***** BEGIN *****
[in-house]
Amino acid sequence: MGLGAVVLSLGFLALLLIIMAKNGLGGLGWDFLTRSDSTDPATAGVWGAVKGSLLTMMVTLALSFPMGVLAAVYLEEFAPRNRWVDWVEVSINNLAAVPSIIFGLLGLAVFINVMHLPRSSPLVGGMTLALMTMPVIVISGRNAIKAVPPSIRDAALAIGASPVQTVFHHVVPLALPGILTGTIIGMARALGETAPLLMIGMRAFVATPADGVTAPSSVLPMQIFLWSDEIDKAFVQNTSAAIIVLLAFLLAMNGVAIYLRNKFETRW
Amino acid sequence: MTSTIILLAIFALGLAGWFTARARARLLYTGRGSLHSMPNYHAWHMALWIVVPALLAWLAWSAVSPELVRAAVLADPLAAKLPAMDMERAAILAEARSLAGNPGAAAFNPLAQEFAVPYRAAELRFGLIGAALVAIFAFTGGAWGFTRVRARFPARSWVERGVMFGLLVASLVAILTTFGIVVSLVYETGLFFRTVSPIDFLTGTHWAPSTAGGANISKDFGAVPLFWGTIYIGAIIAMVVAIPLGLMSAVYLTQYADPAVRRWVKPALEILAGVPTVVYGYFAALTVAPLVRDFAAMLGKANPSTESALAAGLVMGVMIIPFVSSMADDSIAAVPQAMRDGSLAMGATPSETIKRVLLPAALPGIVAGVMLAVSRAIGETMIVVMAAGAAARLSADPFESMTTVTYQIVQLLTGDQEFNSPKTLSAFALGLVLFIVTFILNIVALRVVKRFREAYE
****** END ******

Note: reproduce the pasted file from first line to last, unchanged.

[in-house]
Amino acid sequence: MGLGAVVLSLGFLALLLIIMAKNGLGGLGWDFLTRSDSTDPATAGVWGAVKGSLLTMMVTLALSFPMGVLAAVYLEEFAPRNRWVDWVEVSINNLAAVPSIIFGLLGLAVFINVMHLPRSSPLVGGMTLALMTMPVIVISGRNAIKAVPPSIRDAALAIGASPVQTVFHHVVPLALPGILTGTIIGMARALGETAPLLMIGMRAFVATPADGVTAPSSVLPMQIFLWSDEIDKAFVQNTSAAIIVLLAFLLAMNGVAIYLRNKFETRW
Amino acid sequence: MTSTIILLAIFALGLAGWFTARARARLLYTGRGSLHSMPNYHAWHMALWIVVPALLAWLAWSAVSPELVRAAVLADPLAAKLPAMDMERAAILAEARSLAGNPGAAAFNPLAQEFAVPYRAAELRFGLIGAALVAIFAFTGGAWGFTRVRARFPARSWVERGVMFGLLVASLVAILTTFGIVVSLVYETGLFFRTVSPIDFLTGTHWAPSTAGGANISKDFGAVPLFWGTIYIGAIIAMVVAIPLGLMSAVYLTQYADPAVRRWVKPALEILAGVPTVVYGYFAALTVAPLVRDFAAMLGKANPSTESALAAGLVMGVMIIPFVSSMADDSIAAVPQAMRDGSLAMGATPSETIKRVLLPAALPGIVAGVMLAVSRAIGETMIVVMAAGAAARLSADPFESMTTVTYQIVQLLTGDQEFNSPKTLSAFALGLVLFIVTFILNIVALRVVKRFREAYE